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Jana Horn - Optimism Music Album Reviews

Jana Horn - Optimism Music Album Reviews
With the boiled-down quality of a good short story collection, the debut album from the Texas songwriter is cryptic, bewildering, and daringly simple.

Jana Horn recorded a solo debut before Optimism that she scrapped because it sounded too good. “It didn’t reflect me very much,” she told The Guardian. The Texan post-grad fiction writer and teacher recruited some members of the band Knife on the Water and made another album, from scratch, that she liked better. The music was daringly simple this time, and in that space, something sprouted and proliferated: her writer’s mind, which snaked into the cracks left by the arrangements.

That album, now being given proper release by Philadelphia’s No Quarter, reveals its quizzical heart in its opening seconds. Horn plays the beginning of “Friends Again” on two acoustic guitar strings with two fingers. Absent a few chord changes, the song is intriguingly close to something you could write and play with no guitar knowledge whatsoever. A trumpet eventually chimes in with some whole notes, but otherwise, the action is confined to Horn’s words, which trace the circumference of a psychic wound over and over. “You didn’t just push me out, you dug me out, deep,” she sings airily, adding dripping-faucet repetitions of the word “deep,” as if each time might bring her closer to the injury’s root.

From there, the album blossoms into a muted country sway, the turnaround licks and shuffles and cymbal hits all played sotto voce. The dry peculiarity in Horn’s delivery recalls Phil Elverum, just as the chilly serenity of the music sometimes evokes Mount Eerie. Filigree—a soft Hammond organ, like a raised eyebrow, on the title track; an electric guitar glinting in the corners of “Time Machine”—warms the edges. If Elverum’s mood is solitary reverie, Horn’s is more tender and intimate: many lyrics read like eavesdropped conversations between partners.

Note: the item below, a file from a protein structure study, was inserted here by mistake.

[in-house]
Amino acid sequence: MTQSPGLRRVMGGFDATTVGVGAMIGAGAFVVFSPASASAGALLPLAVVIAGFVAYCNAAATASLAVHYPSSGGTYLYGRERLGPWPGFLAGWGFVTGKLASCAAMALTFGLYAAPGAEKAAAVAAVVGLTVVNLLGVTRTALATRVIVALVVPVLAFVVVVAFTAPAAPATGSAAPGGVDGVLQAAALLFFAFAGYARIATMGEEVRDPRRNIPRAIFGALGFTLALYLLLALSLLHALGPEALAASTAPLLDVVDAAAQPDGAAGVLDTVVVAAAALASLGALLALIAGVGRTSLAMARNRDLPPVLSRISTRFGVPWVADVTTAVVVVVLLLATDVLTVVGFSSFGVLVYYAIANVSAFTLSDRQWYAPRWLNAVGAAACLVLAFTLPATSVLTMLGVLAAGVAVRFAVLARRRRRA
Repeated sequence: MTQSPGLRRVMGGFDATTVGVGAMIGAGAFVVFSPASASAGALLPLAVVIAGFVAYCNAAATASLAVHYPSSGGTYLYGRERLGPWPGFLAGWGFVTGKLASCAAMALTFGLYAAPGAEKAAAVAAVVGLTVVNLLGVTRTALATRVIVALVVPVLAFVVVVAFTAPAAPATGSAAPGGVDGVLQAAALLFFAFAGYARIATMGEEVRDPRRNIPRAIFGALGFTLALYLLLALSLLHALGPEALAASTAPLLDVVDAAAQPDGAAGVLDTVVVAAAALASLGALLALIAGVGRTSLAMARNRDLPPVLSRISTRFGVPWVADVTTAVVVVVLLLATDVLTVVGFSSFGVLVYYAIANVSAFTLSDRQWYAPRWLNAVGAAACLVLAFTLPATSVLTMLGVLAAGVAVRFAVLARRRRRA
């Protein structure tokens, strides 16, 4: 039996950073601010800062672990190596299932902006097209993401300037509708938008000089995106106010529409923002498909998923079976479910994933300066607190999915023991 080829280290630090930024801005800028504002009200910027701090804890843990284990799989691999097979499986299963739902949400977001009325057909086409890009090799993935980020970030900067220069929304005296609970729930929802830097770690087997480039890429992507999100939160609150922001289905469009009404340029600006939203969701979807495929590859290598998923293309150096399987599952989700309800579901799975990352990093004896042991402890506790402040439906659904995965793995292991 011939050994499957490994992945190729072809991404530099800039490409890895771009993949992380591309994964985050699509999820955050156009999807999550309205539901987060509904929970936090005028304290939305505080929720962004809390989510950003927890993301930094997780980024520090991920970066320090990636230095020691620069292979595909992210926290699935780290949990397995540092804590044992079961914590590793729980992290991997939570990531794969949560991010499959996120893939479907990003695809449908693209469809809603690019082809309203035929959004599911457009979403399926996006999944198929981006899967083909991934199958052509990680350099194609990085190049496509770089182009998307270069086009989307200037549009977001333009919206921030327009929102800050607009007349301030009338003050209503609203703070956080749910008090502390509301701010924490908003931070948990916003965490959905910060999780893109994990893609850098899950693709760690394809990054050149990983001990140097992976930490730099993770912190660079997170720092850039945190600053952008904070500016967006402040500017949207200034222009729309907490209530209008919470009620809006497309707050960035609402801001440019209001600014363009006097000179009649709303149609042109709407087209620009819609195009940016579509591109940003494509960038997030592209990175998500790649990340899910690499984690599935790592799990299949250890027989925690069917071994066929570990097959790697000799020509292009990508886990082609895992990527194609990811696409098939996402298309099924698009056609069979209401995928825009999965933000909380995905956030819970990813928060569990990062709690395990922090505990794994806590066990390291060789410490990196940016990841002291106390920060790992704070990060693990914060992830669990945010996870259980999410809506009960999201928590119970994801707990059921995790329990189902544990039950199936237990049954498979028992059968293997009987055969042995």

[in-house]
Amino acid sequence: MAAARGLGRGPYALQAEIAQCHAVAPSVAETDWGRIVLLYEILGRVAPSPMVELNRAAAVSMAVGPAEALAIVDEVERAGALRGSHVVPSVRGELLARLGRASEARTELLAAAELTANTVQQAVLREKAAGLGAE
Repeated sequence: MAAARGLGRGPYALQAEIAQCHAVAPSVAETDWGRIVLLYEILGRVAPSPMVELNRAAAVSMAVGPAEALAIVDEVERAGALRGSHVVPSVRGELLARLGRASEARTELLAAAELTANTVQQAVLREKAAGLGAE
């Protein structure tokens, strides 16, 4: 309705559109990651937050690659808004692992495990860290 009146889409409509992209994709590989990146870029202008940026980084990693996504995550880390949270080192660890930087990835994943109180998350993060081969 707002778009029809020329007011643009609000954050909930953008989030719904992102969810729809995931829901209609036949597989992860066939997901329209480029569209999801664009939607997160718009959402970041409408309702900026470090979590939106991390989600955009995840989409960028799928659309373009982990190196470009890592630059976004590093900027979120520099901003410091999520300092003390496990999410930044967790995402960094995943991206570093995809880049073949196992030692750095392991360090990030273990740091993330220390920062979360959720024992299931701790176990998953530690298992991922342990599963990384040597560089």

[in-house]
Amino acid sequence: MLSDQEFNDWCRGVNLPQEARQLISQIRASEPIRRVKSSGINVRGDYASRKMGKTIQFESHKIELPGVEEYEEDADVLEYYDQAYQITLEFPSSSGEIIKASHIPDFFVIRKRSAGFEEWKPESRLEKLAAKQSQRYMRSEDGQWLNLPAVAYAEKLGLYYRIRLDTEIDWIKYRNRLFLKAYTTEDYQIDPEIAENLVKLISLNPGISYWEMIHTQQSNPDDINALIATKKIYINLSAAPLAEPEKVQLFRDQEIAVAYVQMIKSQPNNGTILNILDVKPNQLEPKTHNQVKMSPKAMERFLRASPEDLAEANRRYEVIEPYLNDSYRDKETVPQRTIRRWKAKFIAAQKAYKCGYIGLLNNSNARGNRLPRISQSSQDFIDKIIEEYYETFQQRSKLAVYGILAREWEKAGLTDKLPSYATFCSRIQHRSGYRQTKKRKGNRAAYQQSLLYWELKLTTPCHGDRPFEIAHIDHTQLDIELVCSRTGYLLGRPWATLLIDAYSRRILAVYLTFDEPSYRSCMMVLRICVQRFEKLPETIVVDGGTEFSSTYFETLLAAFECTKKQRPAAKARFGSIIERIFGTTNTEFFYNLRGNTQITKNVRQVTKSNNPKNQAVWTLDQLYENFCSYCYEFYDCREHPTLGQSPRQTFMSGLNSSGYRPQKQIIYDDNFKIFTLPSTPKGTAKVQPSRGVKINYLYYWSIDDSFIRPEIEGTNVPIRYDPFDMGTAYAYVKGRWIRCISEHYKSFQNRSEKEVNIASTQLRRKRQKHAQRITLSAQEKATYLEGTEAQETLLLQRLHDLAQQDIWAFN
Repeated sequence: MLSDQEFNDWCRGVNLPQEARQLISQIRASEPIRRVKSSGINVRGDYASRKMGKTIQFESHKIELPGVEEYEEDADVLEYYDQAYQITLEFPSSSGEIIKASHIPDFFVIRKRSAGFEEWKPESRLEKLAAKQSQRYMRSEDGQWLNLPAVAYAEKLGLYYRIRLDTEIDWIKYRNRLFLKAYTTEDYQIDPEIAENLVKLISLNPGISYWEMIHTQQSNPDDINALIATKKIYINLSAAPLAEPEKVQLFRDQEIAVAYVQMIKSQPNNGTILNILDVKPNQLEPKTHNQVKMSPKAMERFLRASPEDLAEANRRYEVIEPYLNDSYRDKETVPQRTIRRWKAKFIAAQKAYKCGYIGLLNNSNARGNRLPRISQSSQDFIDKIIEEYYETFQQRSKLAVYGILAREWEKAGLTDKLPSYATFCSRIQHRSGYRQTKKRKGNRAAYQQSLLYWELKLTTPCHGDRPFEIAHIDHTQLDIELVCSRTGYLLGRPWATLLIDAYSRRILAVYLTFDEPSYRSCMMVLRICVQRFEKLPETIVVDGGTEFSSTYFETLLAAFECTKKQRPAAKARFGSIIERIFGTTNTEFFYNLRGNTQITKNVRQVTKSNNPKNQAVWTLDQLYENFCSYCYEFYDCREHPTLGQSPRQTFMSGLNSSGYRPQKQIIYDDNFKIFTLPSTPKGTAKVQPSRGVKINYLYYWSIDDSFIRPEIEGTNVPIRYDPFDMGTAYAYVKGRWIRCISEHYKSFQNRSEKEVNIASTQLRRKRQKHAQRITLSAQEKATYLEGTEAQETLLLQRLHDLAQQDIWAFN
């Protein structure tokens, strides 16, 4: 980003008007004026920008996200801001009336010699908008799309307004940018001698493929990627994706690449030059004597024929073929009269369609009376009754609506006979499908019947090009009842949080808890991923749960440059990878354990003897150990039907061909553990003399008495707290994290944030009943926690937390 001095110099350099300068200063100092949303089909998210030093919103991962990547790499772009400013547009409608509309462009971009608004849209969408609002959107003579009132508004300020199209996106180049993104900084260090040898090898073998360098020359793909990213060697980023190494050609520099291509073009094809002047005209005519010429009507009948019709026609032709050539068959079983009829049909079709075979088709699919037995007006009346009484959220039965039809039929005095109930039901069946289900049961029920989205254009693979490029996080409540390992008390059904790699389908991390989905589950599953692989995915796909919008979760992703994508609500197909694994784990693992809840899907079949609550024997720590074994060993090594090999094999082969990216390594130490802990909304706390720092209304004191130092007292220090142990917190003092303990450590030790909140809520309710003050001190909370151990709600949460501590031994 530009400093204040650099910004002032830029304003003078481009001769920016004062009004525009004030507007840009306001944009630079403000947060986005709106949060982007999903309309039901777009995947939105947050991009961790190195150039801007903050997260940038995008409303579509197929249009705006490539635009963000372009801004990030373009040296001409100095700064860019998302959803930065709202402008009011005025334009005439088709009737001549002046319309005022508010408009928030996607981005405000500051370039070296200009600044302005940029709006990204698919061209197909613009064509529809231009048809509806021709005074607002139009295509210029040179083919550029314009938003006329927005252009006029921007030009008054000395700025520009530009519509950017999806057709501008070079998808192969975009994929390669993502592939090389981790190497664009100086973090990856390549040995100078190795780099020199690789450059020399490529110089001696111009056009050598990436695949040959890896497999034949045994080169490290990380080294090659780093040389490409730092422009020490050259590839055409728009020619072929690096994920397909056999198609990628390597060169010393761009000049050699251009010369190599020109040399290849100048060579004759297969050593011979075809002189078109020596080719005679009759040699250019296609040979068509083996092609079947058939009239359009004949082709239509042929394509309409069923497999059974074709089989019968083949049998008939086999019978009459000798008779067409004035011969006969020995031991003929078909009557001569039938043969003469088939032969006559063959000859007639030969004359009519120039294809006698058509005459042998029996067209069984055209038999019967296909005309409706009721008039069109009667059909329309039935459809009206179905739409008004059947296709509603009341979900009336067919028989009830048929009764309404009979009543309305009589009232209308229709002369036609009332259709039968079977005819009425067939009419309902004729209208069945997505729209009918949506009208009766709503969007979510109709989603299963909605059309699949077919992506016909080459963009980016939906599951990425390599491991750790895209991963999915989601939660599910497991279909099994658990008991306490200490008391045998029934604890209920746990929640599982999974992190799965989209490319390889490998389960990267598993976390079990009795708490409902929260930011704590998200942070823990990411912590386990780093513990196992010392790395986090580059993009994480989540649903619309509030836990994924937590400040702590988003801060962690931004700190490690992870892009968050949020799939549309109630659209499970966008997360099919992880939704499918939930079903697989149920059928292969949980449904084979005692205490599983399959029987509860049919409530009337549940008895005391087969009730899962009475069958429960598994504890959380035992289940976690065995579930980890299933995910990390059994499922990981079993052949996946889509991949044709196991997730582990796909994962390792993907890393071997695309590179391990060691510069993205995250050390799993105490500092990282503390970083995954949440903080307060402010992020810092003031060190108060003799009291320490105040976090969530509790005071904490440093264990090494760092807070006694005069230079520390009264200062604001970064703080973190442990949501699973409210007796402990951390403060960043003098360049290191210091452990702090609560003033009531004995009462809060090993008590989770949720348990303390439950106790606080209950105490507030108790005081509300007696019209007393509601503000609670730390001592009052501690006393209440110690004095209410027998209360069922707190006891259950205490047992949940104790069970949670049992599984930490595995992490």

In her unusually entertaining press bio (“a grad professor once told me that masturbation is writing, as long as you’re looking out a window”), Horn cites Raymond Carver, and her best songs have the bewildering, boiled-down quality of one of Carver’s miniatures. As in Carver’s stories, or Amy Hempel’s, you’re not always sure what the narrator is revealing, or to whom, and the story feels broken off from some larger, ongoing narrative. Take “changing lines,” which opens with one character confessing they woke up “down in my brain” to another. The second character delivers a curious rebuttal: “In certain ways we just won’t relate, and that’s where sympathy can be, and is, enough... down to the molecule, opposites exist, and to exist depend on their opposites (what God is not, he is).” Is that clear? No? The song ends there.

The album feels about five times larger with the inclusion of “Jordan,” its first single. Whereas the rest of the record sounds homey, “Jordan” surveys alien territory. The bass thrums simple eighth notes, accompanied by nothing except atmospheric swirls and Horn’s lyrics, which detail a dreamlike scenario full of the willfully Biblical symbols and cryptic exchanges that characterize Leonard Cohen songs. She sing-speaks calmly in flowing meter, and as the song swirls and darkens, nothing is clear except for its riveting portent. She’s mentioned it was the last song she wrote for the record, and it has the feel of a transmission from some other place—maybe where Jana Horn goes next.

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About Wanni Arachchige Udara Madusanka Perera

Hey, I'm Perera! I will try to give you technology reviews(mobile,gadgets,smart watch & other technology things), Automobiles, News and entertainment for built up your knowledge.
Jana Horn - Optimism Music Album Reviews Jana Horn - Optimism Music Album Reviews Reviewed by Wanni Arachchige Udara Madusanka Perera on Friday, January 28, 2022 Rating: 5

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